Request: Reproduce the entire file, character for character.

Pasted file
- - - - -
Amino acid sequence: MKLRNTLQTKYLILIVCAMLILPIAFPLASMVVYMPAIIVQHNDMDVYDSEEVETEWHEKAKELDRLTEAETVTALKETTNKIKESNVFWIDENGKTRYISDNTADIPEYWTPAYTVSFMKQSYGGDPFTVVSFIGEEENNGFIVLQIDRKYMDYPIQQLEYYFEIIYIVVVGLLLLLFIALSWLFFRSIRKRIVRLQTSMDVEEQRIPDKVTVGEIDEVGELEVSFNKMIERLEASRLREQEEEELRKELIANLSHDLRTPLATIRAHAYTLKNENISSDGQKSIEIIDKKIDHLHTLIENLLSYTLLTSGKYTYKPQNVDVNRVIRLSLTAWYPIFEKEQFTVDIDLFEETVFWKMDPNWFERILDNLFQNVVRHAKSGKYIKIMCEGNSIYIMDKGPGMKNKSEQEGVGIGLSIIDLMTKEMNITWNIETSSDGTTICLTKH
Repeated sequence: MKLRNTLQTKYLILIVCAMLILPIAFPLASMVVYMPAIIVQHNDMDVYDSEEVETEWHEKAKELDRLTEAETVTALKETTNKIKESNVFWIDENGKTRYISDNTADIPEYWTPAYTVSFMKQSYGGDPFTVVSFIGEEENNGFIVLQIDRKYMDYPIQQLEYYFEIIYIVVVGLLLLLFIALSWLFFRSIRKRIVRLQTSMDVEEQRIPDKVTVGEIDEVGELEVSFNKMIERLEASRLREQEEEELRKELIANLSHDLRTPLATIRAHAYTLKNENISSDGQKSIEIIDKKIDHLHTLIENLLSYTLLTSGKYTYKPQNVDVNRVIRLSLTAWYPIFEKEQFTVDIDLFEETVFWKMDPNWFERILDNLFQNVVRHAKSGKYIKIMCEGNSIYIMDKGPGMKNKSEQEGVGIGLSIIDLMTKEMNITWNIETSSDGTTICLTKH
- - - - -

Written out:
Amino acid sequence: MKLRNTLQTKYLILIVCAMLILPIAFPLASMVVYMPAIIVQHNDMDVYDSEEVETEWHEKAKELDRLTEAETVTALKETTNKIKESNVFWIDENGKTRYISDNTADIPEYWTPAYTVSFMKQSYGGDPFTVVSFIGEEENNGFIVLQIDRKYMDYPIQQLEYYFEIIYIVVVGLLLLLFIALSWLFFRSIRKRIVRLQTSMDVEEQRIPDKVTVGEIDEVGELEVSFNKMIERLEASRLREQEEEELRKELIANLSHDLRTPLATIRAHAYTLKNENISSDGQKSIEIIDKKIDHLHTLIENLLSYTLLTSGKYTYKPQNVDVNRVIRLSLTAWYPIFEKEQFTVDIDLFEETVFWKMDPNWFERILDNLFQNVVRHAKSGKYIKIMCEGNSIYIMDKGPGMKNKSEQEGVGIGLSIIDLMTKEMNITWNIETSSDGTTICLTKH
Repeated sequence: MKLRNTLQTKYLILIVCAMLILPIAFPLASMVVYMPAIIVQHNDMDVYDSEEVETEWHEKAKELDRLTEAETVTALKETTNKIKESNVFWIDENGKTRYISDNTADIPEYWTPAYTVSFMKQSYGGDPFTVVSFIGEEENNGFIVLQIDRKYMDYPIQQLEYYFEIIYIVVVGLLLLLFIALSWLFFRSIRKRIVRLQTSMDVEEQRIPDKVTVGEIDEVGELEVSFNKMIERLEASRLREQEEEELRKELIANLSHDLRTPLATIRAHAYTLKNENISSDGQKSIEIIDKKIDHLHTLIENLLSYTLLTSGKYTYKPQNVDVNRVIRLSLTAWYPIFEKEQFTVDIDLFEETVFWKMDPNWFERILDNLFQNVVRHAKSGKYIKIMCEGNSIYIMDKGPGMKNKSEQEGVGIGLSIIDLMTKEMNITWNIETSSDGTTICLTKH